Others in Fannin and Gilmer counties speculated that the cause could have come from military training. Residents are used to military planes running aviation training missions over our mountains, but sonic booms are rare in our area.

“If the military or commercial aviation are flying over populated areas, they are prohibited to break the sound barrier because of sonic booms,” Johnson discussed the possibility of a military cause, “partially because of the annoyance, but secondarily because of the damage to homes that can occur.”

“There are rare times when the military is permitted to do it, when they must for some training activity,” Johnson stated. While it is possible for the military to have granted permission for such training, Johnson felt that it was unlikely due to the time of night.

Blue Ridge, Cherry Log, Morganton, Fannin County, Gilmer County, Georgia, Rock Ridge, Chad Johnson, USGS, United States Geological Servey, Mystery Boom, Boom, Earthquake, Tannerite, Sonic Boom, Jackson County, Hall County, Habersham County, Madison County, Robbinsville, North Carolina, Gilmer Public Safety, Fannin County Emergency Management Agency

The North American Craton is a layer of the North American plate, and has an edge that runs directly through North Georgia.

Lastly, some posed the possibility of an earthquake, and cited the 2.7 magnitude earthquake that took place in Robbinsville, North Carolina, Tuesday, Dec. 26. According to the United States Geological Survey (USGS) website, which tracks earthquakes worldwide, no activity was reported in north Georgia or surrounding areas on the night of Dec. 29.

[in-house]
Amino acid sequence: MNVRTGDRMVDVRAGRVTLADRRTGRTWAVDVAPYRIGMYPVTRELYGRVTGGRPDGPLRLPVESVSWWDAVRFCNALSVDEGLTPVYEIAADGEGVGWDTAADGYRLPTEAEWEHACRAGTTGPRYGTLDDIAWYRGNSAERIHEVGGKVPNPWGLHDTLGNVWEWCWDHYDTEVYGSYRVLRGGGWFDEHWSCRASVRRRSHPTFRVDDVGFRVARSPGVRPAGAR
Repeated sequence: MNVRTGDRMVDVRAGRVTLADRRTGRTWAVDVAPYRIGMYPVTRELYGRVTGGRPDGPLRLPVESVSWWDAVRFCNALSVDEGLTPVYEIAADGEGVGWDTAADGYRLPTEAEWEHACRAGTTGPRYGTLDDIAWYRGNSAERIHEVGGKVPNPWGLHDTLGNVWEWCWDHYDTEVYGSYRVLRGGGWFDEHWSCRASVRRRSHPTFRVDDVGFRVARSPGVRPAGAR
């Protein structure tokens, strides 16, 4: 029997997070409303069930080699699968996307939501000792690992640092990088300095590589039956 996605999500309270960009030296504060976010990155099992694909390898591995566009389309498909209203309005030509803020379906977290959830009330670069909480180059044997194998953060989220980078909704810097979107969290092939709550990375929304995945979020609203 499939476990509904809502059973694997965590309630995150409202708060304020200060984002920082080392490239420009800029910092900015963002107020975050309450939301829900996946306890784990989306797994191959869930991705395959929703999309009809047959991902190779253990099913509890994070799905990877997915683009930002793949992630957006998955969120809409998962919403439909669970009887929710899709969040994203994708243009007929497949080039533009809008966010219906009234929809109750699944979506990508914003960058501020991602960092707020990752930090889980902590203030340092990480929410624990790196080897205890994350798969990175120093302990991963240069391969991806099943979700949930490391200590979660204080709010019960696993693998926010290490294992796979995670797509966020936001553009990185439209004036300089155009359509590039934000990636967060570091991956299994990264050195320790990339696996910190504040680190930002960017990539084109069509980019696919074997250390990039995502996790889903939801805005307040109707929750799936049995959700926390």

The USGS website does have a page dedicated to unexplained sounds. The website states, “Earthquake ‘booms’ have been reported for a long time, and they tend to occur more in the Northeastern US and along the East Coast.”

It goes on to say, “No one knows for sure, but scientists speculate that these ‘booms’ are probably small shallow earthquakes that are too small to be recorded, but large enough to be felt by people nearby.”

No one can say with certainty the cause of what residents experienced in our area, but booms, such as the one that took place in Fannin and Gilmer counties, have been reported throughout our country for years and are likely to continue for some time without explanation.

 

Fetch Your News is a hyper local news outlet that attracts more than 300,000 page views and 3.5 million impressions per month in Dawson, Lumpkin, White, Fannin, Gilmer, Pickens, Union, Towns and Murray counties as well as Cherokee County in N.C. FYNTV attracts approximately 15,000 viewers per week and reaches between 15,000 to 60,000 per week on our Facebook page. For the most effective, least expensive local advertising, call 706-276-6397 or email us at advertise@FetchYourNews.com

Author

Natalie Kissel

Natalie@FetchYourNews.com